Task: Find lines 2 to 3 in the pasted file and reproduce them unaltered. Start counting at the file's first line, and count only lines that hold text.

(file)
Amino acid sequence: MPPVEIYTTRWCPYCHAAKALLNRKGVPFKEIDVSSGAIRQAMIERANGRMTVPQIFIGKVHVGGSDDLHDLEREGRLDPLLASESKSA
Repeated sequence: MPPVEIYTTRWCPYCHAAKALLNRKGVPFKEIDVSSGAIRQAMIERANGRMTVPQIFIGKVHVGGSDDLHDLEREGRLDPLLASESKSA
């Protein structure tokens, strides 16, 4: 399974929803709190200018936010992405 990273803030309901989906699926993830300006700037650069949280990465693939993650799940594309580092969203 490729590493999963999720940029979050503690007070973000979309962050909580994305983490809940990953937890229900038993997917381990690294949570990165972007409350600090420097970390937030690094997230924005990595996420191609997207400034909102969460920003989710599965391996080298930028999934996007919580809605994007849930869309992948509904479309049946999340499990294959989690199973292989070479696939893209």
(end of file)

Repeated sequence: MPPVEIYTTRWCPYCHAAKALLNRKGVPFKEIDVSSGAIRQAMIERANGRMTVPQIFIGKVHVGGSDDLHDLEREGRLDPLLASESKSA
């Protein structure tokens, strides 16, 4: 399974929803709190200018936010992405 990273803030309901989906699926993830300006700037650069949280990465693939993650799940594309580092969203 490729590493999963999720940029979050503690007070973000979309962050909580994305983490809940990953937890229900038993997917381990690294949570990165972007409350600090420097970390937030690094997230924005990595996420191609997207400034909102969460920003989710599965391996080298930028999934996007919580809605994007849930869309992948509904479309049946999340499990294959989690199973292989070479696939893209």